Skip to comments.Bye-Bye to Secret Spy Program?
Posted on 11/20/2006 9:04:33 PM PST by Starman417
Republicans who limped back to Washington for a lame duck congressional session last week found a host of marching orders from President Bush, but perhaps none more urgent than this: Before Democrats take control of Congress in January, they must pass legislation authorizing the National Security Agency's domestic eavesdropping program.
His plea for a legislative stamp of approval on the controversial spy effort is an "important priority in the war on terror," Bush said. The response: deafening silence. Senate Majority Leader Bill Frist quickly dispatched aides to put out the word on Bush's request: Not gonna happen.
Outgoing Senate Judiciary Committee Chairman Arlen Specter introduced yet another bill last week that he says would ease the concerns of privacy advocates while allowing the spying program to continue, but the odds of getting any last-ditch legislation through his committee, the House, and a Senate vote before Republicans cede control are formidable.
So after nearly a year of high-stakes wrangling on the Hill, heated debates over privacy and presidential authority, and a flurry of lawsuits against the administration and telecom companies for allegedly aiding the surveillance program, Congress appears to be back to square one. And with Democrats promising oversight hearings next year on how the program was hatched and whom it targets, it appears likely that the issue will be decided in court and, ultimately, the Supreme Court.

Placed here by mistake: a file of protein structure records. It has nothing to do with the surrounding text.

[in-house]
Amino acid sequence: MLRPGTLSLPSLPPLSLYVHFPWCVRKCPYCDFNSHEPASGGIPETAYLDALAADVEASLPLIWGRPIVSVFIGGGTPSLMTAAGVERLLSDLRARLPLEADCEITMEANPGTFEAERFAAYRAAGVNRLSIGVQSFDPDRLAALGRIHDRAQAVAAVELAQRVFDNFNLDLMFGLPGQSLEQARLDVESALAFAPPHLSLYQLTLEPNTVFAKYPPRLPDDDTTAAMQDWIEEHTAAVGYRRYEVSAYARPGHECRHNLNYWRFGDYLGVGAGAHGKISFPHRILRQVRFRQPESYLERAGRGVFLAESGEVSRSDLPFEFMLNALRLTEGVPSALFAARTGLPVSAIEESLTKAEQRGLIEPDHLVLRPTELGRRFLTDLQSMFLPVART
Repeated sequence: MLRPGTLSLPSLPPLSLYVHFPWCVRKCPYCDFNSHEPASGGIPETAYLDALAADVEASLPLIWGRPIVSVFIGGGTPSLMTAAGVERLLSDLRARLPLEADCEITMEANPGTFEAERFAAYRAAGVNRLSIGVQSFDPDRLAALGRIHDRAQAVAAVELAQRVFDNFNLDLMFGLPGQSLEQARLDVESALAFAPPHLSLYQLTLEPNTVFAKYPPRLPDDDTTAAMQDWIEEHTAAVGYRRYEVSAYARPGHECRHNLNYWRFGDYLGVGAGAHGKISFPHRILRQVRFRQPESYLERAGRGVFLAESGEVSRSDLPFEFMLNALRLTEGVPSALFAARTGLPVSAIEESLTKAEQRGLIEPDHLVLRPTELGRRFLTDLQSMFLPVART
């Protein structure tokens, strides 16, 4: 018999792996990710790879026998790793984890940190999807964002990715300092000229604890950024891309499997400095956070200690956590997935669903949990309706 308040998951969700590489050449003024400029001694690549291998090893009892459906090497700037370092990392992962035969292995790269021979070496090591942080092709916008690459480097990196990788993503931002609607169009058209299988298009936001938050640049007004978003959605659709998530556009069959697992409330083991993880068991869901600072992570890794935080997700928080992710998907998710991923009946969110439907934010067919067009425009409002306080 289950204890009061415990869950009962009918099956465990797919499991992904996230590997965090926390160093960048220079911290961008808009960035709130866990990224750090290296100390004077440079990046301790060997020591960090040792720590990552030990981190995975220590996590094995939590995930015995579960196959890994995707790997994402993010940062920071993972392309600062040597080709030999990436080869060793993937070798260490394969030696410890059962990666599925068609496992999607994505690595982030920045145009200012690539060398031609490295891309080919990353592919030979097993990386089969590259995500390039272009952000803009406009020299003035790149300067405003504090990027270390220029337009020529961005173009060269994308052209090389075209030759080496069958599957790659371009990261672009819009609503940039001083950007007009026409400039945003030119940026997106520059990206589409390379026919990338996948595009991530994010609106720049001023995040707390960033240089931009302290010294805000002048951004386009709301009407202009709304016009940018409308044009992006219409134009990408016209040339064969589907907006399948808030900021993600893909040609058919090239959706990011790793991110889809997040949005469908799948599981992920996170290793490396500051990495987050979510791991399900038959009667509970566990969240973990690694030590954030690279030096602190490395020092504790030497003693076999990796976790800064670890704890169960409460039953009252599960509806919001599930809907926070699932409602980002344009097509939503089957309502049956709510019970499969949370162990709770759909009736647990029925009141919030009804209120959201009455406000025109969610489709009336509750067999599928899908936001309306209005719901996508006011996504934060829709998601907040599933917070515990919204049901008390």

"No kings." The eavesdropping program, launched in secret after the 9/11 attacks, was revealed last December by the New York Times. The newspaper also reported that the government failed to get surveillance warrants from a secret court that monitors domestic spying. During the ensuing uproar, the president defended the program as targeting only domestic communications that originate overseas. His lawyers have argued that the president's executive wartime authority precludes his having to seek surveillance warrants. Says Todd Gaziano, director of the conservative Heritage Foundation's Center for Legal and Judicial Studies: "Every president has engaged in the equivalent of warrantless wiretapping and surveillance-the only difference is that this administration is being far more sensitive to civil liberties."
Nonetheless, some three dozen legal challenges have been filed questioning the program's legality and Bush's wartime powers claim. A slew of the cases also take aim at telecom companies for providing confidential customer data to the NSA. Under federal communications law, customer call records are protected from disclosure, though there is an effort by Bush and other conservatives to grant the companies retroactive legal immunity.
The most-watched court case is in Detroit, where U.S. District Judge Anna Diggs Taylor has ruled that the program violates U.S. citizens' privacy and free-speech rights and illegally skirts review by the special Foreign Intelligence Surveillance Act court. "There are no hereditary kings in America, and no powers not created by the Constitution," Taylor wrote. Administration lawyers won a stay to keep the program running and are appealing Taylor's ruling.
Oral arguments could be heard as soon as early next year. And Marc Rotenberg, executive director of the Electronic Privacy Information Center, which has sued to obtain information about the spy program, said the case will set a benchmark for how other cases may proceed.